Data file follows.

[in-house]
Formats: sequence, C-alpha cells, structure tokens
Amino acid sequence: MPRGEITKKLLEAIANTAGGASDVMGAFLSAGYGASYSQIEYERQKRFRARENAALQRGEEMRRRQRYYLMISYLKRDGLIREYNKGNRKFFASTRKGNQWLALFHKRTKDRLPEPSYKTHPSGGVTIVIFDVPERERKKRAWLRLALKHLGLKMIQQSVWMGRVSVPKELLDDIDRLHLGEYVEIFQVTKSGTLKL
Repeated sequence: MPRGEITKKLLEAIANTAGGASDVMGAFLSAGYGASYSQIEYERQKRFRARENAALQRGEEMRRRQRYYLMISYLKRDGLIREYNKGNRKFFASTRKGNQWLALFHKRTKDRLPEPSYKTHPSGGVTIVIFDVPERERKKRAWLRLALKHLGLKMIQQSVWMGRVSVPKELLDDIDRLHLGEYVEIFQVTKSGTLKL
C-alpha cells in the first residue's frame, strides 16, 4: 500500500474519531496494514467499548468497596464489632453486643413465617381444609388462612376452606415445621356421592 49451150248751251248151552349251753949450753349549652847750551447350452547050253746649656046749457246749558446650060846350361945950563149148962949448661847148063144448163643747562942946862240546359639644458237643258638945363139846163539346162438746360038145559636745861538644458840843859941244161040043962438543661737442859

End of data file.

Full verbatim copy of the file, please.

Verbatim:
[in-house]
Formats: sequence, C-alpha cells, structure tokens
Amino acid sequence: MPRGEITKKLLEAIANTAGGASDVMGAFLSAGYGASYSQIEYERQKRFRARENAALQRGEEMRRRQRYYLMISYLKRDGLIREYNKGNRKFFASTRKGNQWLALFHKRTKDRLPEPSYKTHPSGGVTIVIFDVPERERKKRAWLRLALKHLGLKMIQQSVWMGRVSVPKELLDDIDRLHLGEYVEIFQVTKSGTLKL
Repeated sequence: MPRGEITKKLLEAIANTAGGASDVMGAFLSAGYGASYSQIEYERQKRFRARENAALQRGEEMRRRQRYYLMISYLKRDGLIREYNKGNRKFFASTRKGNQWLALFHKRTKDRLPEPSYKTHPSGGVTIVIFDVPERERKKRAWLRLALKHLGLKMIQQSVWMGRVSVPKELLDDIDRLHLGEYVEIFQVTKSGTLKL
C-alpha cells in the first residue's frame, strides 16, 4: 500500500474519531496494514467499548468497596464489632453486643413465617381444609388462612376452606415445621356421592 49451150248751251248151552349251753949450753349549652847750551447350452547050253746649656046749457246749558446650060846350361945950563149148962949448661847148063144448163643747562942946862240546359639644458237643258638945363139846163539346162438746360038145559636745861538644458840843859941244161040043962438543661737442859